Rickshaws are absolutely everywhere. A customer on board and they whiz by with purpose, empty they cruse the streets. Their pace of speed renders them fairly easy to hail and with the driver also on the lookout for a fare you always seem to be only an arms reach away from a clutch of them almost anywhere in Dhaka. ‘Jaben?’ this, your initial enquiry, in a nutshell means ‘are you for hire?’ The usual response? A tiny nod or inclination of the head. Pulling up and stopping next to you the transaction continues to unfold.
And so on to the next step, telling the rickshaw driver your destination. Occasionally, with a slight shake of the head he declines and gently pedals away, no explanation given, but this also happens to the locals in equal measure. And this before the fare has even been discussed so it’s not a matter of money or that he doesn’t like the look of you. Driving a rickshaw is hard physical labour, so the judgement is formed based on the impact your proposed journey would have on his current physical condition coupled with the particular time of day: it’s harder driving during the height of the mid-day sun. But more often he agrees, tipping his head toward the rickshaw seat inviting you to climb up.
And now you have to make a decision as there is divided thinking between haggling first and agreeing the fare before getting underway or hopping in, making your journey and paying the driver on arrival. Myself, I firmly fall into the former camp having arrived too many times at my destination only for the rickshaw driver to start protesting that the fare is too low and demanding more taka. Mind you this can happen even after he has initially accepted the haggled price, agreed on some occasions only a matter of minutes before.
So, you haggle, with your success depending not only on how advanced your Bangla language skills might be, but in the main on your ability to play act, and especially to call their bluff. And where this is concerned less is definitely more! As a bidesi (foreigner) the price is always premium and most of our haggling is not really done to obtain a competitive price, just to get as close to what the locals pay as possible. Knowing what the price should be isn’t always as easy as it sounds but as Dhaka is so huge most of our longer journeys across the city are taken by CNG so on these shorter rickshaw journeys even if you are ripped off it’s important to remember we’re only talking small change. That said funnily enough it isn’t so much about the money but more a feeling that you’re functioning and integrating within your new society that matters most, that you are being taken seriously and not for a ride (metaphorically speaking!)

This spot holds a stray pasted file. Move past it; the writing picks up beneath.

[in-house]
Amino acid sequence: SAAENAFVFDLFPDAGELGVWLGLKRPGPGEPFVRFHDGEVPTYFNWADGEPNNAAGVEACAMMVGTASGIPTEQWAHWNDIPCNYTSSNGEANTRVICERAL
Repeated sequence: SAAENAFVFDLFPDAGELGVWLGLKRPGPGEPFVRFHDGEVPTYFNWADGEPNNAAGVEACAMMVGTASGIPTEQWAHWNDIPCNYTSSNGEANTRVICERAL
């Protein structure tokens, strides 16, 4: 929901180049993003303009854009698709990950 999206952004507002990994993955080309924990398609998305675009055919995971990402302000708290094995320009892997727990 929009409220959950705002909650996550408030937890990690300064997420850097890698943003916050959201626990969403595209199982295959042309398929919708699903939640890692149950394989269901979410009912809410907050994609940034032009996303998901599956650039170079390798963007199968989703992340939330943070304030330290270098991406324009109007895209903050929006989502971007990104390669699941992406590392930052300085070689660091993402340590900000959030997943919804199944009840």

Koto taka? You’re asking him to quote for your journey, which I say while gazing distractedly down the road and never looking straight at the driver. While you would naturally expect their pitch to start high, exactly how high is your first point of reference regarding how feasible this rickshaw is going to be. Five taka over for a short journey normally costing around the fifteen to twenty mark is simple, agreeing the price is almost polite and very straightforward, rarely will they refuse to drop as this is exactly what haggling is about. Ten to fifteen above and I know that expectations are high for a bumper fare and my usual response in these cases is first the raised eyebrow, then…widened eyes, next comes a frown all without a word of response. Then after appearing to consider for a moment or two I simply say ‘Jaben na’, I don’t go’, turn around and walk away. In most cases but the very hardened the response is immediate and they call you back, binning the silly quote, immediately accepting the sensible one and I climb aboard.
Hauling yourself up into the rickshaw while laden down as you inevitably are with laptop and shopping bags isn’t an easy maneuver in itself! Then there’s ‘three in a rickshaw’ which has a seating technique you most certainly have to build up to. As simple as it looks I have actually seen locals tumble out so when you consider the combination of spectacularly rutted roads and mad crazy traffic you’re going to want to cling on fairly tight as there isn’t a seat belt in sight!
There’s so much dust around at the moment that the more considerate drivers fix the hood up before getting underway, but once you’re off you bump along down impossibly uneven roads with any sudden stop leading to an impact from the rickshaw behind. This often cuases arguments to flair up between rickshaw pullers which I’ve christened rickshaw rage. Passengers sit passively while the drivers tell each other what they think about their poor driving, although there are absolutely no rules of the road to contest.